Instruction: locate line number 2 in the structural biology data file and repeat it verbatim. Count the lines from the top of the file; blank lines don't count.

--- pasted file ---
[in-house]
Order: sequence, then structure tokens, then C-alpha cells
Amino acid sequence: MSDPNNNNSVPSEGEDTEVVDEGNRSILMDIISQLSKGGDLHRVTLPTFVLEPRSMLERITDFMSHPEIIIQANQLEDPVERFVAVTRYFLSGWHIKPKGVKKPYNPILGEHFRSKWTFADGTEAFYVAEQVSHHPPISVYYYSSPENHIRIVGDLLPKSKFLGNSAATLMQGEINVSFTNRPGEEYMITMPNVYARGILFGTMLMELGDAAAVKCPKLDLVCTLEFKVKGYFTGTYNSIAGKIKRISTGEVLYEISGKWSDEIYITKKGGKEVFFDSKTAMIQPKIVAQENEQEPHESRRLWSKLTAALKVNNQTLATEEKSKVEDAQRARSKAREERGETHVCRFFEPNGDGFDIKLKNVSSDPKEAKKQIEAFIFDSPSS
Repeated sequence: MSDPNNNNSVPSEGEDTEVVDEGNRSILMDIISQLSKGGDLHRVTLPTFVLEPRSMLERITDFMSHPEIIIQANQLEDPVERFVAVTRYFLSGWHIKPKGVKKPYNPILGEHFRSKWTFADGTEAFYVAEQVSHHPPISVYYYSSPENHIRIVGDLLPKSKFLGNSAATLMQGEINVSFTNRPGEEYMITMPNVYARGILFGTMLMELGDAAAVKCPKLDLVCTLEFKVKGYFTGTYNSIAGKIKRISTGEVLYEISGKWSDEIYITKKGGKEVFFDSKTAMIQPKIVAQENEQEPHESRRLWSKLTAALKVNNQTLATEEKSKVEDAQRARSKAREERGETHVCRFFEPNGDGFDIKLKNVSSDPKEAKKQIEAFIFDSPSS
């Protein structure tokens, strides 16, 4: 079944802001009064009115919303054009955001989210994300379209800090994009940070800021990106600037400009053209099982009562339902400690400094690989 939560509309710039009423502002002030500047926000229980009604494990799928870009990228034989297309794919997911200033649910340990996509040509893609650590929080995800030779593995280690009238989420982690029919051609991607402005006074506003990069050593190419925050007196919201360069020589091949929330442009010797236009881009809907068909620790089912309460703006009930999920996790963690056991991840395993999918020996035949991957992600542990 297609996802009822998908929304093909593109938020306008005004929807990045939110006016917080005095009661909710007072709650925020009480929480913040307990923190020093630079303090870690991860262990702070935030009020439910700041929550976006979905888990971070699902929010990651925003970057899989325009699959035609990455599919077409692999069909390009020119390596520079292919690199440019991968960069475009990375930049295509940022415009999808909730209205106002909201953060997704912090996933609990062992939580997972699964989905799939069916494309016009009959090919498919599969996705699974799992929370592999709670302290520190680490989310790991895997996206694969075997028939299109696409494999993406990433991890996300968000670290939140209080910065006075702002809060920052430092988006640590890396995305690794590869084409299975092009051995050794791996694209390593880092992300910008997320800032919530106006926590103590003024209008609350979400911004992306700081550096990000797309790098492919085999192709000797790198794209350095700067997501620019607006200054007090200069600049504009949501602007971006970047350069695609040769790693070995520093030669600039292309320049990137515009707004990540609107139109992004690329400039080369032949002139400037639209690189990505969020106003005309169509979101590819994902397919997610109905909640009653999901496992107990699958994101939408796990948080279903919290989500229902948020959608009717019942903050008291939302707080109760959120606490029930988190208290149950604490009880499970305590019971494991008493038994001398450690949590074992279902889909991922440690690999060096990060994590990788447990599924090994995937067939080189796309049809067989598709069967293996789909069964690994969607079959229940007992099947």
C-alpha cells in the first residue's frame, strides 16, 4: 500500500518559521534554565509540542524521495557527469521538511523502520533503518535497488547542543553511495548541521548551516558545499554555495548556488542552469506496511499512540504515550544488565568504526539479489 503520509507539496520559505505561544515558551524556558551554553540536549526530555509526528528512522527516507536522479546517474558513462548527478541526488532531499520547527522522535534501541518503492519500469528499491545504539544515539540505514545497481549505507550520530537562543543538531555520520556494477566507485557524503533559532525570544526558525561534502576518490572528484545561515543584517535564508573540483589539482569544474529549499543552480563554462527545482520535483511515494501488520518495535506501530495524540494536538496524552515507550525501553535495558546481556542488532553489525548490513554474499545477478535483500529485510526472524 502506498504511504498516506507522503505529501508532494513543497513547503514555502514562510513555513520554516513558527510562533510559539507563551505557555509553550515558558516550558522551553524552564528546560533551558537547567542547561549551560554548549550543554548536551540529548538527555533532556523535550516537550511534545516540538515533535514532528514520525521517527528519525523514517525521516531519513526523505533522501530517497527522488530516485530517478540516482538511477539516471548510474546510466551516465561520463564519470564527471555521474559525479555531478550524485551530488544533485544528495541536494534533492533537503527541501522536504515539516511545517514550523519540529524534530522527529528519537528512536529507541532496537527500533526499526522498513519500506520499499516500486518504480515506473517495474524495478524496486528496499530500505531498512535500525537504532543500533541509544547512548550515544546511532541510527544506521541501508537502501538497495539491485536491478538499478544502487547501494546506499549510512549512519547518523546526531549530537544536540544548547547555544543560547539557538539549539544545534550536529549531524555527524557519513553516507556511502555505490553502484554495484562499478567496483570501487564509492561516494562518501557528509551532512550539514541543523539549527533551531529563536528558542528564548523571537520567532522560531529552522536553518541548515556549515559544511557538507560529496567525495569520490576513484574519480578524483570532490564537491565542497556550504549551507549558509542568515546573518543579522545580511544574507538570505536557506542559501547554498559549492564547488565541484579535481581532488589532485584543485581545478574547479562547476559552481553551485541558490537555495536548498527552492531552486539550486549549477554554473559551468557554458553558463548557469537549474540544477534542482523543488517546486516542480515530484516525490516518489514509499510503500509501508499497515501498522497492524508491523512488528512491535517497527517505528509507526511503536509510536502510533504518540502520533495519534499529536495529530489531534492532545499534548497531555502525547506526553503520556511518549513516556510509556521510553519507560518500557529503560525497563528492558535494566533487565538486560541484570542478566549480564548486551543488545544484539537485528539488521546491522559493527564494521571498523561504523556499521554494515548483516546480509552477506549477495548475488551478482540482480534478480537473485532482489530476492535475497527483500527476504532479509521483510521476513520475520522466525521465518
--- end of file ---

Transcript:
Order: sequence, then structure tokens, then C-alpha cells